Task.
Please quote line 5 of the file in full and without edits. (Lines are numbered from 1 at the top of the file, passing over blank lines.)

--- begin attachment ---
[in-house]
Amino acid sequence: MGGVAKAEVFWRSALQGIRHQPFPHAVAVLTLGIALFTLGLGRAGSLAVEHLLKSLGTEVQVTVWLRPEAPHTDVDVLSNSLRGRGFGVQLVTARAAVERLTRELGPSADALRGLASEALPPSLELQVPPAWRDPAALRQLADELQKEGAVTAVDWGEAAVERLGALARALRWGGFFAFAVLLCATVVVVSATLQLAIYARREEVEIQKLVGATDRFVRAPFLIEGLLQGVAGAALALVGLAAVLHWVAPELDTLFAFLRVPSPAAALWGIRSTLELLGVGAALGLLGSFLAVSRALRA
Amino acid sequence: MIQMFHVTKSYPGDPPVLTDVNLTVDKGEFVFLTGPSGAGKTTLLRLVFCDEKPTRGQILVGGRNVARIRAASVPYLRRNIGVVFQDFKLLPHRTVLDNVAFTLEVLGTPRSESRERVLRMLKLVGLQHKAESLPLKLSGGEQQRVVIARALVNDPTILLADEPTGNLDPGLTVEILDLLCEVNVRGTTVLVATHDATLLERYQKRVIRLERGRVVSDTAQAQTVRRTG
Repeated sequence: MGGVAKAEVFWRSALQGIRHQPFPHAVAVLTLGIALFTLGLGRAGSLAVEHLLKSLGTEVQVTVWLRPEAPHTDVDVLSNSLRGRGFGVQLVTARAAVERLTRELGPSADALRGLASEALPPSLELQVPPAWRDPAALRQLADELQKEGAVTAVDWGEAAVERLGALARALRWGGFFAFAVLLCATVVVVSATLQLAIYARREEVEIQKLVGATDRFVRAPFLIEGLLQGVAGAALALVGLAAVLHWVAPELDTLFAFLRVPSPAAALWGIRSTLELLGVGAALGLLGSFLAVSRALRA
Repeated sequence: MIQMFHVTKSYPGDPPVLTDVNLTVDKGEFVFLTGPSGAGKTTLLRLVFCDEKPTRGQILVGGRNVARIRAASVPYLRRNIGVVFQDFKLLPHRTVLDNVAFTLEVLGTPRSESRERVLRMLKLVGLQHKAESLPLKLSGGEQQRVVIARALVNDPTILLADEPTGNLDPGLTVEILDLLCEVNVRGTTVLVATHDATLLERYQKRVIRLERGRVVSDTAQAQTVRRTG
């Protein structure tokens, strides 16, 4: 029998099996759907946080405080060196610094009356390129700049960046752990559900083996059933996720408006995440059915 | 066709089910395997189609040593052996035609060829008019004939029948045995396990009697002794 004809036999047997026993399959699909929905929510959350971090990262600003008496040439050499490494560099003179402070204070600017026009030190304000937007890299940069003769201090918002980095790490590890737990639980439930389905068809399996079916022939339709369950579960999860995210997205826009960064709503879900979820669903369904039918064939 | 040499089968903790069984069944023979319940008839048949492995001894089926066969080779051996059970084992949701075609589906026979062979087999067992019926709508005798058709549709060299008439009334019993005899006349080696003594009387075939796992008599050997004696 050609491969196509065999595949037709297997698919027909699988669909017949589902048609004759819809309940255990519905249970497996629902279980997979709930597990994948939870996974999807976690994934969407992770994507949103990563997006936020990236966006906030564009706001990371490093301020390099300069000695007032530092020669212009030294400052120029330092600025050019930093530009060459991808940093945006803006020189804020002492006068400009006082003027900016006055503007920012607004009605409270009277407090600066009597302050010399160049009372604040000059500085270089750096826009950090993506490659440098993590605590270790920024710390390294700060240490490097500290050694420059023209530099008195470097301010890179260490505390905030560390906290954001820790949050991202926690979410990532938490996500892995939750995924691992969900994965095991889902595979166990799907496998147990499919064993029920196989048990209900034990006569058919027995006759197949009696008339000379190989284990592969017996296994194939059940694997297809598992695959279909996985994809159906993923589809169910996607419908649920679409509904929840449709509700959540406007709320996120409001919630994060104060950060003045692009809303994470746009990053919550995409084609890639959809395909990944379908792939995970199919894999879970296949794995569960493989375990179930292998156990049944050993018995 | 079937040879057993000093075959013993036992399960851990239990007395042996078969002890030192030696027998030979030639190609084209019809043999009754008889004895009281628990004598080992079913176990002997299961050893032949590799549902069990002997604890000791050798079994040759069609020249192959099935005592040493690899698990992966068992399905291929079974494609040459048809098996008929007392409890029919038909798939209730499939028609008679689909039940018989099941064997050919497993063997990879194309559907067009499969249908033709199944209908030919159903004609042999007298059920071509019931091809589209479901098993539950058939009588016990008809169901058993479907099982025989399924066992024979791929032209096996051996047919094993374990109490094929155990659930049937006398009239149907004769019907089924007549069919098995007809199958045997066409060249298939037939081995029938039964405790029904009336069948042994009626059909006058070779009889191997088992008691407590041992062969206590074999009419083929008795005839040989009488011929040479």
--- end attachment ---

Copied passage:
Repeated sequence: MIQMFHVTKSYPGDPPVLTDVNLTVDKGEFVFLTGPSGAGKTTLLRLVFCDEKPTRGQILVGGRNVARIRAASVPYLRRNIGVVFQDFKLLPHRTVLDNVAFTLEVLGTPRSESRERVLRMLKLVGLQHKAESLPLKLSGGEQQRVVIARALVNDPTILLADEPTGNLDPGLTVEILDLLCEVNVRGTTVLVATHDATLLERYQKRVIRLERGRVVSDTAQAQTVRRTG